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Carbohydrates provide a great part of the energy in most human diets. Foods rich in carbohydrates are usually the most abundant and cheapest, when compared with foods high in their protein and fat content. Carbohydrates are burned during metablism to produce energy, liberating carbon dioxide and water. Humans also get energy less efficiently from fats and proteins in the diet, and also from alcohol. The two kinds of carbohydrates are starches, which are found mainly in the grains, the legumes, and the tubers, and sugars, which are found in plants and fruits. Carbohydrates are used by the cells in the form of glucose (q.v.), the body's main fuel. After absorption from the small intestine, glucose is processed in the liver, which stores some as glycogen, starch-like substance, and passes the rest into the bloodstream. In combination with fatty acids, glucose forms triglycerides, which are fat compounds that can be easily broken down into combustible ketones.|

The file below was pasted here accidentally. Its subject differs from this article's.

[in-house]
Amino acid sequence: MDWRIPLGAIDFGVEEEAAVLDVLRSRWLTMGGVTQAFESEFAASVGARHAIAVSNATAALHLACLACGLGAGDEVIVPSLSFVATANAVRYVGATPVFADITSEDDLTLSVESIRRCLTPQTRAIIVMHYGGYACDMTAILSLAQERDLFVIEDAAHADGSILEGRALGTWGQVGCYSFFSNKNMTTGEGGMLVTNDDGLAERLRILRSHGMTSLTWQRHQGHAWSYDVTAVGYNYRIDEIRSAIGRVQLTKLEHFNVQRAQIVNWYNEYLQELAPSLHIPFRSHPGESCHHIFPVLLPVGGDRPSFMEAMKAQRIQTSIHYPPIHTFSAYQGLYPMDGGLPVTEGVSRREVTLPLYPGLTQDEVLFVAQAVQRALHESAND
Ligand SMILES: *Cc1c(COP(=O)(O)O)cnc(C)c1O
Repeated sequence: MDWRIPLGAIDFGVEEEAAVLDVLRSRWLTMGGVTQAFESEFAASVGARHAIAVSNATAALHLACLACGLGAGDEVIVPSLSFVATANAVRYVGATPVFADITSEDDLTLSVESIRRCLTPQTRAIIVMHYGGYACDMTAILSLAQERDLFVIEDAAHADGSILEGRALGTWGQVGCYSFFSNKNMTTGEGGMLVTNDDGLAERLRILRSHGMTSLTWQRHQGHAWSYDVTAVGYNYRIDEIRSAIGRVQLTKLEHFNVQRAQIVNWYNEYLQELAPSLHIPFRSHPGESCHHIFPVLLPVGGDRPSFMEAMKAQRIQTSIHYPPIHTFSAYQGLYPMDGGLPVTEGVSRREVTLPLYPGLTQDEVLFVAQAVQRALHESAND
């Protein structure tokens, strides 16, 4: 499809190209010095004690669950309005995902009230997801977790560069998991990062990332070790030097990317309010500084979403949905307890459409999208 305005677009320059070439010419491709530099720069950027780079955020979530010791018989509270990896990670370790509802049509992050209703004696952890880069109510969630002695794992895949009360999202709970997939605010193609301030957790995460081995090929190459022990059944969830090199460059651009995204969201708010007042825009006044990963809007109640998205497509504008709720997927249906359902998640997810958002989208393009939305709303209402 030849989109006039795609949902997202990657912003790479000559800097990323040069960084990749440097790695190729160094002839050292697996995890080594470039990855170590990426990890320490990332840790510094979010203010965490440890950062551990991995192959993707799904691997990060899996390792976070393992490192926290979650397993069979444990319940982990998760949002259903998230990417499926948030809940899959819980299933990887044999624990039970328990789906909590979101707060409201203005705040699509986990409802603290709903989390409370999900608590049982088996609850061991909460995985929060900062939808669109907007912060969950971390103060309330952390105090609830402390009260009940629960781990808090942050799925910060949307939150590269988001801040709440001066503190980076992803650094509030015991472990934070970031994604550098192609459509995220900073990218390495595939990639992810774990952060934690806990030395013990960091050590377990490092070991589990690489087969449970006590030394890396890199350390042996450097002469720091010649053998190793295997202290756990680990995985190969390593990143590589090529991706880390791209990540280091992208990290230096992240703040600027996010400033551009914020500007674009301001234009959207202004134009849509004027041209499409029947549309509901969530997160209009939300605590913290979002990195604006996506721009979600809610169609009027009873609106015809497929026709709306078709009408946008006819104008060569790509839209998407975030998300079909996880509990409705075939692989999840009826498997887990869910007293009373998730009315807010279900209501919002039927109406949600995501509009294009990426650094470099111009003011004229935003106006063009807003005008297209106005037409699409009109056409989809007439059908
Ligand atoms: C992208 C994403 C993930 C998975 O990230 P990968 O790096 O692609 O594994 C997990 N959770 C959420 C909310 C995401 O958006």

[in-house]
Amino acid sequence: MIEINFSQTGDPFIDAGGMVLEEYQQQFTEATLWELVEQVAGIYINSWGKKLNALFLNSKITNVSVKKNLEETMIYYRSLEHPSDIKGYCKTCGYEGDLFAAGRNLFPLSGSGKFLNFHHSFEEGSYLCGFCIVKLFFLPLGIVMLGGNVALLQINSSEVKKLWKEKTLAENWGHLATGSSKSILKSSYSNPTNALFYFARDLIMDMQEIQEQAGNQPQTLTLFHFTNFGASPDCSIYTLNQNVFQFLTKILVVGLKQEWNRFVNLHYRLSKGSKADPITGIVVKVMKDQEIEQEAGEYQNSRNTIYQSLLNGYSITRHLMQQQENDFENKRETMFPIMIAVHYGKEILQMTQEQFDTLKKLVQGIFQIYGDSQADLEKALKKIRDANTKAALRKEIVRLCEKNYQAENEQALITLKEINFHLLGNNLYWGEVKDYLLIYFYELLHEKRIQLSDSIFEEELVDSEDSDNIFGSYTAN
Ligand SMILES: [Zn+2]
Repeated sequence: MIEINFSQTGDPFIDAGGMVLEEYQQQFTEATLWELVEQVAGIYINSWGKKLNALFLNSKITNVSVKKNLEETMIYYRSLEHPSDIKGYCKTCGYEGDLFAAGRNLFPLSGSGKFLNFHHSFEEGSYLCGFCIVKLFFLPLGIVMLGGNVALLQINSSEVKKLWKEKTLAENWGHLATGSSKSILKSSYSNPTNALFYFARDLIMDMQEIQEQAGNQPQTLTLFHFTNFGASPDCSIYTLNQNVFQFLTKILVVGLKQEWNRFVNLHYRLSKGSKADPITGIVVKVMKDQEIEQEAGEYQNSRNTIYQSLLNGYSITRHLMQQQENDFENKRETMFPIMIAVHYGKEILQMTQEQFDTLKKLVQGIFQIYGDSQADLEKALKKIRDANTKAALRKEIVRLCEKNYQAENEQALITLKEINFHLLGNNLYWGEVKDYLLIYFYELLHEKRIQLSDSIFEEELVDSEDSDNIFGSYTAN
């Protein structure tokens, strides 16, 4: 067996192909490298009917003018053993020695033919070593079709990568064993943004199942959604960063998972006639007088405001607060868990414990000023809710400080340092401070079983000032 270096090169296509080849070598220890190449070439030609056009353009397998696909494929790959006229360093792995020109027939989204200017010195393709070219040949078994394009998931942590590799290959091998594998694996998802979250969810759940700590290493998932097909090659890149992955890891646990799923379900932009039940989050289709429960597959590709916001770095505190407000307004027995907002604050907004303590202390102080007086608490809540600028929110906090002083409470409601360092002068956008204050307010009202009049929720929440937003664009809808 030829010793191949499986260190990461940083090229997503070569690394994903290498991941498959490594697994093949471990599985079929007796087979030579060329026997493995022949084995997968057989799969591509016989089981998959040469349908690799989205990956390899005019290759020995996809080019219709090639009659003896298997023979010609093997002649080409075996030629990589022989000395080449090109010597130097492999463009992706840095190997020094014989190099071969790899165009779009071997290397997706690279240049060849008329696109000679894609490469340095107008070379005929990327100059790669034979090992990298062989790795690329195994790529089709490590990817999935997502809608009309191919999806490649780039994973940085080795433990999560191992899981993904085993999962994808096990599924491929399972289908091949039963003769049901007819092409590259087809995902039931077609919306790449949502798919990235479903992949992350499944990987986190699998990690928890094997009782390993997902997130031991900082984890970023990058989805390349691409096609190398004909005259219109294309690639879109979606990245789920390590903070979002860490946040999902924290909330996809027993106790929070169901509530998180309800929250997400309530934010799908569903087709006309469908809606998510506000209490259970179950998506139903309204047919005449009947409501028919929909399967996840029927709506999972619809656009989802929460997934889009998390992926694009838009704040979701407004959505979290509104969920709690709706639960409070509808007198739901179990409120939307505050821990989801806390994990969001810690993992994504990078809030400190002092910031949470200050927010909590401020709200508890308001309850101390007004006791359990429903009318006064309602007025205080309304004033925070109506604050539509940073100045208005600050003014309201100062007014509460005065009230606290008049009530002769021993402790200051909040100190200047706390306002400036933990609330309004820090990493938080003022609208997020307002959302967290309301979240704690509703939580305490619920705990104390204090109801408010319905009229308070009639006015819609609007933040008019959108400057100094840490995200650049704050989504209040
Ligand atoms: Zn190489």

Glucose and triglycerides are carried by the bloodstream to the muscles and organs to be oxidized, and excess quantities are stored as fat in the adipose and other tissues, to be retrieved and burned at times of low carbohydrate intake. The carbohydrates containing the most nutrients are the complex carbohydrates, such as unrefined grains, tubers, vegetables, and fruit, which also provide protein, vitamins, minerals, and fats. A less beneficial source is foods made from refined sugar, such as candy and soft drinks, which are high in calories but low in nutrients and fill the body with what nutritionists call empty calories.
Carbohydrates are found in the Grain Food Group. Foods like whole grain breads and cereal, and rice and noodles, are rich sources of carbohydrate.